R-E-S-P-E-C-T: Rhodes Gathering Pays Tribute to Aretha Franklin

Two presenters looking at another presenter speaking to an audience from a podium
l-r: Prof. John Bass, Guest Presenter Tonya Dyson, Prof. Charles Hughes

On Aug. 29, a mix of faculty, staff, and students gathered in Rhodes’ Hyde Hall as the strains of “I Knew You Were Waiting (For Me)” and “Son of a Preacher Man” played in the background. They came for lunch and an intimate discussion about the life, music, and Memphis roots of Aretha Franklin, who died Aug. 16.

“We are all here because of our love for the Queen of Soul,” said local performer and music educator Tonya Dyson. She and Rhodes professors Dr. Charles Hughes and Dr. John Bass spoke at the event sponsored by Rhodes’ Lynne and Henry Turley Memphis Center and Mike Curb Institute for Music.

Bass spoke about Memphis being Franklin’s birthplace and of her connections with the city, including recording a song by Memphis-born jazz musician Lil Hardin Armstrong. Bass played excerpts from famous songs performed by Franklin, while the audience bobbed their heads and mouthed the words to their favorites. 

Dyson noted that although Franklin was known for gospel and R& B, she also sang jazz and opera. “One of my favorite songs is a jazz standard,” said Dyson, referring to Aretha Franklin’s version of “Skylark.” Dyson also talked about Franklin stepping in at an awards show for opera singer Luciano Pavarotti, who had fallen ill, and singing “Nessun Dorma.”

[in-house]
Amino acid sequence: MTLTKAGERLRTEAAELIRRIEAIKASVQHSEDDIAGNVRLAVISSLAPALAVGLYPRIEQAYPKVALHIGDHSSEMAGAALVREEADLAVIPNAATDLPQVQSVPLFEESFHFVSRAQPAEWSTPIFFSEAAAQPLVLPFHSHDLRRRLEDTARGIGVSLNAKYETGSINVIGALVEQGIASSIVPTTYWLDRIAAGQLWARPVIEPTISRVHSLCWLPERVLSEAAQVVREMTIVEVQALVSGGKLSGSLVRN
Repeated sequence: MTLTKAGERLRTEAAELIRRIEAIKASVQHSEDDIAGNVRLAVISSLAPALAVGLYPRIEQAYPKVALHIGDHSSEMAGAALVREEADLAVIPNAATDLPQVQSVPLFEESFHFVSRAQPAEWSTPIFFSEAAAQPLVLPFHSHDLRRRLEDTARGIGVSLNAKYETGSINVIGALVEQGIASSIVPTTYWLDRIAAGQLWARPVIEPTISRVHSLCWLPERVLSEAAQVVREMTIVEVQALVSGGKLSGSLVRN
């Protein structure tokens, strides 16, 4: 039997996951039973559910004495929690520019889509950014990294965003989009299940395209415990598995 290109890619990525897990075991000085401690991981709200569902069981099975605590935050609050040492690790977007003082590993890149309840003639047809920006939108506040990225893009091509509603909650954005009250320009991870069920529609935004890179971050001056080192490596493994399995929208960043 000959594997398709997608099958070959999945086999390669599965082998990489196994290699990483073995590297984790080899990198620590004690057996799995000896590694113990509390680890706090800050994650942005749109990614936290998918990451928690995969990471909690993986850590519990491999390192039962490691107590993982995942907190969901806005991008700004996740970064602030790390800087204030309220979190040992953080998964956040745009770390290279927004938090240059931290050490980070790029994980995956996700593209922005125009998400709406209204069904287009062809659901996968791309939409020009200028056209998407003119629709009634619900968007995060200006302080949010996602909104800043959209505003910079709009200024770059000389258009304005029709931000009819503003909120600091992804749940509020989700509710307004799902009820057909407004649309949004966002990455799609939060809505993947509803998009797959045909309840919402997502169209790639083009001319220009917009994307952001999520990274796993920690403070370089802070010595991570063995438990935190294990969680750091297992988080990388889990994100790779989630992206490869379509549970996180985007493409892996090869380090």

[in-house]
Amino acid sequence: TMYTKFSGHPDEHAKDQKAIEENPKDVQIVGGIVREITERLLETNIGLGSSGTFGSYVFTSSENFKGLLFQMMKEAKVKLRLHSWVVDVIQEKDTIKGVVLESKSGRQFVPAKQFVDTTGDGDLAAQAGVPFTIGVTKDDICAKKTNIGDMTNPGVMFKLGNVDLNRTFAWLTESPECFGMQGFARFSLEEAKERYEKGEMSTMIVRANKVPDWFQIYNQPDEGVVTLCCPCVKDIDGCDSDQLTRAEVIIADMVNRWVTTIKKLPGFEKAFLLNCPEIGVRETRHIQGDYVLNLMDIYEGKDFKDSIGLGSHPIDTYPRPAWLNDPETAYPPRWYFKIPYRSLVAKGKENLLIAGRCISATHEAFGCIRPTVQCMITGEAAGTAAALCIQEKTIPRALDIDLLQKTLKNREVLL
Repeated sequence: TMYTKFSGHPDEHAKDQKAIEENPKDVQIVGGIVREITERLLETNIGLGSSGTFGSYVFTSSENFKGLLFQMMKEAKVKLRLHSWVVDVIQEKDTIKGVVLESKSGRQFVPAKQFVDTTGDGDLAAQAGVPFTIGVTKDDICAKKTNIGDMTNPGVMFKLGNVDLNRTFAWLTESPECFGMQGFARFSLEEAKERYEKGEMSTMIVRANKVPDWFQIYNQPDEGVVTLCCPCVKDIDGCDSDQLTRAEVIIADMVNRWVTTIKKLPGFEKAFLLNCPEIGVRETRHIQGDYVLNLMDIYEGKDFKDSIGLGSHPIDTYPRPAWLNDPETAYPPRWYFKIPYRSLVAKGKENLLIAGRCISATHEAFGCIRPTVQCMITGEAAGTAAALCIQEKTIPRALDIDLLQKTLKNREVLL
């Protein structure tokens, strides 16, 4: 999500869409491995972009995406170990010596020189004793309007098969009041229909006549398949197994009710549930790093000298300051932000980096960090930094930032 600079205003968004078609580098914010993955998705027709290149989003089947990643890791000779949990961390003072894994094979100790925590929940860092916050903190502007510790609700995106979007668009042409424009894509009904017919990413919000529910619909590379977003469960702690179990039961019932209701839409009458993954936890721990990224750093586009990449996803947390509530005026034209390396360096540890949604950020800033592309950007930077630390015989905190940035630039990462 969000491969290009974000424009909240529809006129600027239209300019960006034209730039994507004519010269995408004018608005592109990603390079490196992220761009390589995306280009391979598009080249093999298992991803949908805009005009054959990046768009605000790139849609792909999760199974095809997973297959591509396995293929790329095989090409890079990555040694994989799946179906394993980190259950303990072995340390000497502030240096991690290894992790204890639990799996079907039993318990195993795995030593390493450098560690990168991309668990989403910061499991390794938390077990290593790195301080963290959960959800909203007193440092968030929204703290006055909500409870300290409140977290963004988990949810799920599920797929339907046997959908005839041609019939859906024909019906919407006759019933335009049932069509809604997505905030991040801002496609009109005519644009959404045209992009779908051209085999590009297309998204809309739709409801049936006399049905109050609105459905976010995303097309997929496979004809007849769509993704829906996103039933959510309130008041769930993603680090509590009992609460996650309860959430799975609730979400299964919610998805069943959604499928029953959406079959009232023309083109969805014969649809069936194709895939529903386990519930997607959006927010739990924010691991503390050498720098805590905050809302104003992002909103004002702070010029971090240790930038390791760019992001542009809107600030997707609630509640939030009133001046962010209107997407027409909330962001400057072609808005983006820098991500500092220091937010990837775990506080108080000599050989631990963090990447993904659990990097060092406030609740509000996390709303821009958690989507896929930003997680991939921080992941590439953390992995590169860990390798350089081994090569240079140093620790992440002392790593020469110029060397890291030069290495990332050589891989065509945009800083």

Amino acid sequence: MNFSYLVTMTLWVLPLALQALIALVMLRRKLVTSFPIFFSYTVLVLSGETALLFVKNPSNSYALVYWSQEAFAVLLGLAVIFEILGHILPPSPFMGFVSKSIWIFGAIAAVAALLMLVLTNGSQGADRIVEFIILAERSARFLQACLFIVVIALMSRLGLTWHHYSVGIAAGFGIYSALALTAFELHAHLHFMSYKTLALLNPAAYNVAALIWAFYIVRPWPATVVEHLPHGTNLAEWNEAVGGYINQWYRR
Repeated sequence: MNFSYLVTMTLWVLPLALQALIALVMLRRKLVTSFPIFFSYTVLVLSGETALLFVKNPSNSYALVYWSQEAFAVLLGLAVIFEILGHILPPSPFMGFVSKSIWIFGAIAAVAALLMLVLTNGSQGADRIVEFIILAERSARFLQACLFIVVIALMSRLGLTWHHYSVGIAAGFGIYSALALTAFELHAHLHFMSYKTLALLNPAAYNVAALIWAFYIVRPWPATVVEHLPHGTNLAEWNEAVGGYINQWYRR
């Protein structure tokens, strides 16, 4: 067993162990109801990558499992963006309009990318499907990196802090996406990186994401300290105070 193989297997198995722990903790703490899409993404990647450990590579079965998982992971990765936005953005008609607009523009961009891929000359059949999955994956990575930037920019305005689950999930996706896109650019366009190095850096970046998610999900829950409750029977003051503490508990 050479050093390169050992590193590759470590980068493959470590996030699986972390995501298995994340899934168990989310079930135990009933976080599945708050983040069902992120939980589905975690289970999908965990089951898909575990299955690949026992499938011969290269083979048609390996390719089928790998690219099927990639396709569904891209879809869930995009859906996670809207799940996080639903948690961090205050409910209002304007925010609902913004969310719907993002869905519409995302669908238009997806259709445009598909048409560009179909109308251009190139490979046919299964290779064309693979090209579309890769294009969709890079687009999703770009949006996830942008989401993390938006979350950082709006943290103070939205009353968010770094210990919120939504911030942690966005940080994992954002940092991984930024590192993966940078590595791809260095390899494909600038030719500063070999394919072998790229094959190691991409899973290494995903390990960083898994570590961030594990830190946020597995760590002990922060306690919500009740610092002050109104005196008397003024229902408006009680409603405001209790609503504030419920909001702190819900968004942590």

Franklin received many honors over her lifetime, including winning 18 Grammys, becoming the first woman to be inducted into the Rock & Roll Hall of Fame, and receiving the Presidential Medal Of Freedom. Hughes recounted that Franklin’s songs were also adopted by the civil rights and feminist movements. “One of the things about Aretha Franklin’s music is that her music hit people very, very deeply, particularly among certain communities.” He gave as an example “Chain of Fools,” and said, “It even was picked up by soldiers in the Vietnam War at the point they were beginning to become increasingly aware of the chain of command that was leading them into a war.” 

One of Franklin’s signature songs, “Respect,” was originally released by Otis Redding, but Franklin covered it with added riffs and R-E-S-P-E-C-T spelled out. “She transformed that song as a brand new song, as far as demanding what is due,” said Dyson.  

Other song excerpts played at the Rhodes event included “Until You Come Back to Me,” written for Franklin by a young Stevie Wonder, and “A Rose is Still a Rose,” written by singer, rapper, and songwriter Lauryn Hill. The presenters noted that Franklin was known to champion young musicians. Off stage, she also supported many charities and causes. 

“She had genuine appreciation for other songwriters, and they were flattered that she even listened to their songs, let alone cover them,” said Dyson about Franklin. “We all know that she takes songs to a new level of expression . . . A lot of people just know her for singing and for musicianship, but the things she did off stage is what made her a queen.”